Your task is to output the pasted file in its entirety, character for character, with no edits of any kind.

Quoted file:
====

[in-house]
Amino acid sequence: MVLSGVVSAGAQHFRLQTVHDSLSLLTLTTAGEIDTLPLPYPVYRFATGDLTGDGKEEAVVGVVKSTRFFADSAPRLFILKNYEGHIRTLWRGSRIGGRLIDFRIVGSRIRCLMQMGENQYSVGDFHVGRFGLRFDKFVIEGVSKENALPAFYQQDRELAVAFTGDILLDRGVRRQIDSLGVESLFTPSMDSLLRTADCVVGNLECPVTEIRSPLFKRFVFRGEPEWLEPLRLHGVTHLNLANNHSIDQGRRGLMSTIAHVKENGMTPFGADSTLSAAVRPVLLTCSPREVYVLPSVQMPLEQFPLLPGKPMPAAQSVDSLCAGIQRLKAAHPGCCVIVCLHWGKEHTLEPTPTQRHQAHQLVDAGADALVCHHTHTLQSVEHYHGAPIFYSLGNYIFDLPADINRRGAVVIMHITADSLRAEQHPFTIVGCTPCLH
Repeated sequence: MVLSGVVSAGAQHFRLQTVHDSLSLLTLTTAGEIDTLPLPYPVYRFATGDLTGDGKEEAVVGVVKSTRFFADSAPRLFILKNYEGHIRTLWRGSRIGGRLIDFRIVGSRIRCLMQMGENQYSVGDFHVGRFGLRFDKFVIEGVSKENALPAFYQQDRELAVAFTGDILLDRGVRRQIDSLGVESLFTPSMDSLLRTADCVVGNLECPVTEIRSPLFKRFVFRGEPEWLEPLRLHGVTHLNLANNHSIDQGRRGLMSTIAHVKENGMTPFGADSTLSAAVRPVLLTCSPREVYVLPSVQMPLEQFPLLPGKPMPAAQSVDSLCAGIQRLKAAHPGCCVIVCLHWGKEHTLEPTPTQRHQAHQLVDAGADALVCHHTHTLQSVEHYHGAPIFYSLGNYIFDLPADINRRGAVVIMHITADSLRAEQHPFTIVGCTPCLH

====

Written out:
[in-house]
Amino acid sequence: MVLSGVVSAGAQHFRLQTVHDSLSLLTLTTAGEIDTLPLPYPVYRFATGDLTGDGKEEAVVGVVKSTRFFADSAPRLFILKNYEGHIRTLWRGSRIGGRLIDFRIVGSRIRCLMQMGENQYSVGDFHVGRFGLRFDKFVIEGVSKENALPAFYQQDRELAVAFTGDILLDRGVRRQIDSLGVESLFTPSMDSLLRTADCVVGNLECPVTEIRSPLFKRFVFRGEPEWLEPLRLHGVTHLNLANNHSIDQGRRGLMSTIAHVKENGMTPFGADSTLSAAVRPVLLTCSPREVYVLPSVQMPLEQFPLLPGKPMPAAQSVDSLCAGIQRLKAAHPGCCVIVCLHWGKEHTLEPTPTQRHQAHQLVDAGADALVCHHTHTLQSVEHYHGAPIFYSLGNYIFDLPADINRRGAVVIMHITADSLRAEQHPFTIVGCTPCLH
Repeated sequence: MVLSGVVSAGAQHFRLQTVHDSLSLLTLTTAGEIDTLPLPYPVYRFATGDLTGDGKEEAVVGVVKSTRFFADSAPRLFILKNYEGHIRTLWRGSRIGGRLIDFRIVGSRIRCLMQMGENQYSVGDFHVGRFGLRFDKFVIEGVSKENALPAFYQQDRELAVAFTGDILLDRGVRRQIDSLGVESLFTPSMDSLLRTADCVVGNLECPVTEIRSPLFKRFVFRGEPEWLEPLRLHGVTHLNLANNHSIDQGRRGLMSTIAHVKENGMTPFGADSTLSAAVRPVLLTCSPREVYVLPSVQMPLEQFPLLPGKPMPAAQSVDSLCAGIQRLKAAHPGCCVIVCLHWGKEHTLEPTPTQRHQAHQLVDAGADALVCHHTHTLQSVEHYHGAPIFYSLGNYIFDLPADINRRGAVVIMHITADSLRAEQHPFTIVGCTPCLH